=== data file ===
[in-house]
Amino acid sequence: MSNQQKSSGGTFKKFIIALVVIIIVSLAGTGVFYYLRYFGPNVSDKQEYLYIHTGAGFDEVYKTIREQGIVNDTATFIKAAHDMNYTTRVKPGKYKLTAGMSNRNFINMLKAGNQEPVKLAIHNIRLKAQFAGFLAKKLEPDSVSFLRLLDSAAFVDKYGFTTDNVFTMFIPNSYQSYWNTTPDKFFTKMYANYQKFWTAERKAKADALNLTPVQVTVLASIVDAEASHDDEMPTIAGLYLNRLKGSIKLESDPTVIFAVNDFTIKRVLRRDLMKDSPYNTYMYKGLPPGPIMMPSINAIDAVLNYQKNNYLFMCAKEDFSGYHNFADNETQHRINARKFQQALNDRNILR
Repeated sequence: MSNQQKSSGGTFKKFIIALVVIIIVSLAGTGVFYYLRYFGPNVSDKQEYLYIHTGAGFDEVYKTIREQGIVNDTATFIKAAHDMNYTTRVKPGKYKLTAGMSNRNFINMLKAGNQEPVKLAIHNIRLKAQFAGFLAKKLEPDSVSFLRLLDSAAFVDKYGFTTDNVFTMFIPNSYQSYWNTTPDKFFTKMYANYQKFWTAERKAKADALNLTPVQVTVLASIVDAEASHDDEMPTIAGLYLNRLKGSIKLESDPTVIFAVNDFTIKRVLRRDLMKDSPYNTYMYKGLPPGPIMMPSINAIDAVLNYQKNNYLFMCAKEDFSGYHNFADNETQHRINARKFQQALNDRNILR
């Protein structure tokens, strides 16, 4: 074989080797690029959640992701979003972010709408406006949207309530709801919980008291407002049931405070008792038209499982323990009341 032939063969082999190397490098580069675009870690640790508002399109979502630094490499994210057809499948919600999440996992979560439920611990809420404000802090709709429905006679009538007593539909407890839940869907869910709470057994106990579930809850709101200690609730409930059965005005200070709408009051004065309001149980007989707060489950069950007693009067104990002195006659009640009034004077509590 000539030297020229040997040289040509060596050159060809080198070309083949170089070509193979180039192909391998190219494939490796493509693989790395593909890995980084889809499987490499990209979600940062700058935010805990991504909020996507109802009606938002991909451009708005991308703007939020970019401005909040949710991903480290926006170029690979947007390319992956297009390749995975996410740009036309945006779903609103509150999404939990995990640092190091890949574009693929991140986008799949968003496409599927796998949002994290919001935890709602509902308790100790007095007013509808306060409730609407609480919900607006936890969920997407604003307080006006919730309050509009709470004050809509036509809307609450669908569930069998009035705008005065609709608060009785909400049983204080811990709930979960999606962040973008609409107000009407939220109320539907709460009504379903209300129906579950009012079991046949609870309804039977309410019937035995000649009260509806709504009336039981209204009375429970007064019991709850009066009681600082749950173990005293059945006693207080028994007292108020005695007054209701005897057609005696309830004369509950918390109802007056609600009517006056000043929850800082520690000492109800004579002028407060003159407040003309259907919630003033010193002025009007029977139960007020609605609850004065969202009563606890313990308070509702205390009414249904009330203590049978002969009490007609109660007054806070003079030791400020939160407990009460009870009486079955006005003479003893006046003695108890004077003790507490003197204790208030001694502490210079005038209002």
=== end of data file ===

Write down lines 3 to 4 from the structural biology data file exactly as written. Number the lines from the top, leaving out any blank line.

Repeated sequence: MSNQQKSSGGTFKKFIIALVVIIIVSLAGTGVFYYLRYFGPNVSDKQEYLYIHTGAGFDEVYKTIREQGIVNDTATFIKAAHDMNYTTRVKPGKYKLTAGMSNRNFINMLKAGNQEPVKLAIHNIRLKAQFAGFLAKKLEPDSVSFLRLLDSAAFVDKYGFTTDNVFTMFIPNSYQSYWNTTPDKFFTKMYANYQKFWTAERKAKADALNLTPVQVTVLASIVDAEASHDDEMPTIAGLYLNRLKGSIKLESDPTVIFAVNDFTIKRVLRRDLMKDSPYNTYMYKGLPPGPIMMPSINAIDAVLNYQKNNYLFMCAKEDFSGYHNFADNETQHRINARKFQQALNDRNILR
């Protein structure tokens, strides 16, 4: 074989080797690029959640992701979003972010709408406006949207309530709801919980008291407002049931405070008792038209499982323990009341 032939063969082999190397490098580069675009870690640790508002399109979502630094490499994210057809499948919600999440996992979560439920611990809420404000802090709709429905006679009538007593539909407890839940869907869910709470057994106990579930809850709101200690609730409930059965005005200070709408009051004065309001149980007989707060489950069950007693009067104990002195006659009640009034004077509590 000539030297020229040997040289040509060596050159060809080198070309083949170089070509193979180039192909391998190219494939490796493509693989790395593909890995980084889809499987490499990209979600940062700058935010805990991504909020996507109802009606938002991909451009708005991308703007939020970019401005909040949710991903480290926006170029690979947007390319992956297009390749995975996410740009036309945006779903609103509150999404939990995990640092190091890949574009693929991140986008799949968003496409599927796998949002994290919001935890709602509902308790100790007095007013509808306060409730609407609480919900607006936890969920997407604003307080006006919730309050509009709470004050809509036509809307609450669908569930069998009035705008005065609709608060009785909400049983204080811990709930979960999606962040973008609409107000009407939220109320539907709460009504379903209300129906579950009012079991046949609870309804039977309410019937035995000649009260509806709504009336039981209204009375429970007064019991709850009066009681600082749950173990005293059945006693207080028994007292108020005695007054209701005897057609005696309830004369509950918390109802007056609600009517006056000043929850800082520690000492109800004579002028407060003159407040003309259907919630003033010193002025009007029977139960007020609605609850004065969202009563606890313990308070509702205390009414249904009330203590049978002969009490007609109660007054806070003079030791400020939160407990009460009870009486079955006005003479003893006046003695108890004077003790507490003197204790208030001694502490210079005038209002």